The workshop opened with framing remarks delivered by Fred H. Cate, C. Ben Dutton Professor of Law at Indiana University Maurer School of Law and chair of the workshop planning committee. He began with an overview of the workshop’s goals and parameters.
Recognizing that the topic of encryption and government access has engendered lively debate and that attendees hold diverse perspectives, Cate expressed his hope that the workshop could help to move the conversation forward by exploring the different and sometimes conflicting views on the technologies involved in encryption and mechanisms for obtaining access to plaintext. He emphasized that the workshop will not produce recommendations of any sort and does not aim to achieve consensus among attendees. He also clarified that the workshop is not intended to grapple with the wide range of values involved in considerations about government access to plaintext or to be a forum for evaluating how the country should proceed with regard to policy or other actions.
Cate summarized the workshop’s purpose as elucidating the potential options in a technologically rigorous way and outlined the meeting’s four focus areas:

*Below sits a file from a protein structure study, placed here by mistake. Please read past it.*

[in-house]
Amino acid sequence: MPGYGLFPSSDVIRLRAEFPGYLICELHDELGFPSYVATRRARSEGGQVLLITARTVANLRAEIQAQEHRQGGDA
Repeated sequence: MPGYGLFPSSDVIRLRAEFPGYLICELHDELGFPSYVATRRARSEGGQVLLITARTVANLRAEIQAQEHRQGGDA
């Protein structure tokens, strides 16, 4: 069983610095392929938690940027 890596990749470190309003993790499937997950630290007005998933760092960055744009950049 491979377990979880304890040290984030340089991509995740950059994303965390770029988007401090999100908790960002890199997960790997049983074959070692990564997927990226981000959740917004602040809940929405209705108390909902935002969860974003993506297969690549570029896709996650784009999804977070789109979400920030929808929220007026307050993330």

- The current encryption landscape,
- Encryption use cases and the feasibility of segmenting encryption policies,
- Security risks of architectures for enabling access to plaintext, and
- Technical and policy mitigations for inaccessible plaintext.
Later in the workshop, Cate brought attendees’ attention to a National Academies of Sciences, Engineering, and Medicine study currently under way titled “Law Enforcement and Intelligence Access to Plaintext Information in an Era of Widespread Strong Encryption: Options and Trade-offs,” which is intended to dive deeper into many of the topics being discussed at the workshop. That study is slated for completion in 2017.
Cate acknowledged the workshop sponsor, the Office of the Director of National Intelligence, which requested the workshop in an effort to bring together a wide range of perspectives to advance the discussion in a neutral forum. He also expressed gratitude to the workshop organizers, including the planning committee members and Computer Science and Telecommunications Board staff members, who worked quickly to organize in a matter of weeks a high-caliber workshop that would typically have taken months to plan.